Oxford and MINI's: Who would have thought they have anything in common
Today we started with our scholarly roots in Oxford. After a peaceful drive through the countryside we arrived for our tour of one of the most well known college towns in the world. We split into three smaller groups and ventured off into the crowds. This is one of the busiest places we have gone with crowds of tourists filling the streets.
Students learned about the process of preserving the ancient buildings that surrounded them.
Additionally, we heard tales of the famous writers who have walk the same streets we were walking. C.S. Lewis walked these steets among many others.
The weather held up and we saw as much as we could in a short period of time before lunch.
David had made a promise for a special Harry Potter themed surprise at the end of all of our tours. He did not disappoint. As we walked into the New College Cloister students eyes widened. We were standing in the same spot that a pivotal scene was filmed in the Goblet of Fire.
After our tours we loaded back onto the bus and headed off towards the Mini plant. Now I am not going to lie, I was not excited for this activity. The mood on the bus seemed to reflect a similar sentiment as we made our way to the outskirts of Oxford. even after David yelled with joy about finding a truck FULL of gluten free food, waking everybody up and severely startling most of us, the energy and mood still did not rise.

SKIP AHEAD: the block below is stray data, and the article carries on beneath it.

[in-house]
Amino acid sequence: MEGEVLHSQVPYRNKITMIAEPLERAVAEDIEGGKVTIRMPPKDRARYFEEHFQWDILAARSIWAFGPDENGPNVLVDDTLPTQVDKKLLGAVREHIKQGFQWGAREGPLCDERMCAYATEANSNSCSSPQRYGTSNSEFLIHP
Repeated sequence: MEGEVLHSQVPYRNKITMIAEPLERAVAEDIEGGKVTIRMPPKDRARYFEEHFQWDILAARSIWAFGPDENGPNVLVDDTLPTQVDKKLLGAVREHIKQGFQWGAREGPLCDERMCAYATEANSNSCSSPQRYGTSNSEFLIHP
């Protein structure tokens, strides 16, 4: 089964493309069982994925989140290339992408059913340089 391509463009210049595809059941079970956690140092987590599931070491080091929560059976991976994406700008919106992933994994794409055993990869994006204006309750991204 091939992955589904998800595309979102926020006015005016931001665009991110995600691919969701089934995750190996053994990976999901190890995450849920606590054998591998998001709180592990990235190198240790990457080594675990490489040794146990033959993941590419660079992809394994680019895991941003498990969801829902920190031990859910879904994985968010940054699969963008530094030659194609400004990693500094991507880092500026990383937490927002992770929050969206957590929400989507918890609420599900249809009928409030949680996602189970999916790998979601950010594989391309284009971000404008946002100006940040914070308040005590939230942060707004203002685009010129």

We arrived at the plant and walked through the small museum showing the history of the Mini waiting for the tour to begin. We split into our three groups again and donned our brightly colored vests and protective eye gear. Unfortunately pictures are not allowed in the plant.
We jumped into a nicely air conditioned van and drove into the complex where we were dropped off at the first stop. We walked into a room full of robots working seamlessly and diligently on assembling parts. It was like watching a dance without music. Every robot dancing around its neighbors. It was both beautiful and disconcerting. We all learned about how the transition to robotic assembly increased safety and efficiency but also decreased jobs. This being a common storyline in western society.
Our tour finished in the final vehicle assembly plant which had mostly completed Mini's flying over our heads as we got to watch the final steps before a new Mini drove off the assembly line. Every 67 seconds a new Mini is born.
The mood after the tour was completely different. People were exhausted but excited. The plant was a hit for many and David once again had proven that sometimes you just have to go into something with an open mind. You never know when you might learn something new.